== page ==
Voter turnout fell to its lowest point since 2002 in the general election, with over a quarter of voters keeping away from the polls.
Preliminary numbers released by the Electoral Commission estimated a turnout of 73.83 per cent at the polling booths, a decrease of more than five per cent on polling numbers in 2008.
The preliminary results are based on the 2,014,334 votes counted on election night.
Auckland University political studies associate professor Raymond Miller said elections that were seen to be foregone conclusions could potentially lead to lower voter turnouts.
The strong showing of National in pre-election polls could have reinforced peoples' views that little would change on polling night.
''This election was not perceived to be a close race.
''Labour voters in particular might well have thought that there was little chance of electing a Labour-led government so why bother? National voters then think that John Key is so far ahead that their vote is not needed to get him across the line.''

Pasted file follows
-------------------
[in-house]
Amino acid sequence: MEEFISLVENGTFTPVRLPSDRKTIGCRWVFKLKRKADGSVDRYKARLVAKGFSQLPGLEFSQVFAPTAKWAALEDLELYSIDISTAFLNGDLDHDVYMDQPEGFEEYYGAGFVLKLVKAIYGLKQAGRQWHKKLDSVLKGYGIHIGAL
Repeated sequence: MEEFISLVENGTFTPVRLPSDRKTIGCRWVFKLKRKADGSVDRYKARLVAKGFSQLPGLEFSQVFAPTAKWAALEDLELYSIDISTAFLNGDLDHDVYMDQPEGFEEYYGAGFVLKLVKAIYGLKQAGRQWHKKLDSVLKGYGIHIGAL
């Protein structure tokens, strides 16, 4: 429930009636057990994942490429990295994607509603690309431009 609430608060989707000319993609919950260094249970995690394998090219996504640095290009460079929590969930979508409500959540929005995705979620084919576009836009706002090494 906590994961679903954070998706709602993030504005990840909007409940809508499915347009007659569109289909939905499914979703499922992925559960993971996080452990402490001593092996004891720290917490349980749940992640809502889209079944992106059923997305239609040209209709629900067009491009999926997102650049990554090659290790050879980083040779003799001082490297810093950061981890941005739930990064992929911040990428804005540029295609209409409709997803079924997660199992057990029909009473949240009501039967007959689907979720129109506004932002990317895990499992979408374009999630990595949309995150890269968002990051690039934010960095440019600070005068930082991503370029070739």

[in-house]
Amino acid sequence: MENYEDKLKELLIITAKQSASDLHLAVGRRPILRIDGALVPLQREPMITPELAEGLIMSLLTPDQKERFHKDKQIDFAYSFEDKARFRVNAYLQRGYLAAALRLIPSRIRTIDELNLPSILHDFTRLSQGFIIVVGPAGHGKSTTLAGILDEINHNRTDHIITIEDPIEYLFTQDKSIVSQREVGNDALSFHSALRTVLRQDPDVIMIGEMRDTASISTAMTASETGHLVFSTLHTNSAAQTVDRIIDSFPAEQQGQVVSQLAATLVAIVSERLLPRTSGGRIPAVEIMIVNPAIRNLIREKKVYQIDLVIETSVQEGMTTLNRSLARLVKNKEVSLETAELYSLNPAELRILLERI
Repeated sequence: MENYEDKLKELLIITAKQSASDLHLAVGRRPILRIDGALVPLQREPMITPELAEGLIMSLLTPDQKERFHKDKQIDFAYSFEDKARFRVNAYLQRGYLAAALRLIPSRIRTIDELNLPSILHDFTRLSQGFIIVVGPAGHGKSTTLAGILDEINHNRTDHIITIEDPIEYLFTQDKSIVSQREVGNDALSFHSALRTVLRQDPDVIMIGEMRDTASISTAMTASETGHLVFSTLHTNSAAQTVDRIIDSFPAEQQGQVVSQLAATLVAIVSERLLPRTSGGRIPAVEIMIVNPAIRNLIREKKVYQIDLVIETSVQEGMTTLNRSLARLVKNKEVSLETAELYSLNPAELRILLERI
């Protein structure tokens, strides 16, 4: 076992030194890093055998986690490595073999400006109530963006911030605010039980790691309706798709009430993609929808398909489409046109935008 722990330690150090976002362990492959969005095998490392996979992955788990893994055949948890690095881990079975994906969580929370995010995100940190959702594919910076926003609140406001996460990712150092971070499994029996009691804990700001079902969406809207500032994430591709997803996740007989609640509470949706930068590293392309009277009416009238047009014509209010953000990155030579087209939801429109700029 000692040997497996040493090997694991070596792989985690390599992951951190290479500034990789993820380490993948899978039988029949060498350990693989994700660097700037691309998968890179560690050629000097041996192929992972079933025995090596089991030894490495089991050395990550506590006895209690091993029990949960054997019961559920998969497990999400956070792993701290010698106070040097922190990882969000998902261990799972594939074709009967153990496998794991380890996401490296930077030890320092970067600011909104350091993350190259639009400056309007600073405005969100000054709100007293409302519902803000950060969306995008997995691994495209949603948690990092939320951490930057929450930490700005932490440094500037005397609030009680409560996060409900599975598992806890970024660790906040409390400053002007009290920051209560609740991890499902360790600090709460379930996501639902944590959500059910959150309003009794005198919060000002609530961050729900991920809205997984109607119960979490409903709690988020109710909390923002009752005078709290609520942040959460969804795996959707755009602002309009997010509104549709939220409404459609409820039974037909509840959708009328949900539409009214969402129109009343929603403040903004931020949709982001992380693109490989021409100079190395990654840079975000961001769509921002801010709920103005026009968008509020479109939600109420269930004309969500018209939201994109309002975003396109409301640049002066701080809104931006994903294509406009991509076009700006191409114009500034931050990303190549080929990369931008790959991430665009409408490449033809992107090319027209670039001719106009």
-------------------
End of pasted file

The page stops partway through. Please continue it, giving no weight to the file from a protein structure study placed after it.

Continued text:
Despite voter turnout in 2005 and 2008 both hovering around the 80 per cent mark, the sudden drop this year was not the worst in recent history, with just 72.5 per cent of registered voters ticking the box in 2002.
That low turnout returned Helen Clark's Labour party to a second term in Government, following a snap election in July.
The short election campaign this year and in 2002 could show that voters need more time to get to know their voting options, Dr Miller said.
''The shortness of the campaign probably did have an effect on people.
''There was something of a hangover after the Rugby World Cup and the campaign didn't really get going in terms of voter interest for a wee while.''
An official election result is not expected until December 10, with special votes yet to be counted.
More than 240,000 votes - 10.7 per cent of total votes - were entered as special votes. This included an estimated 19,527 overseas votes.
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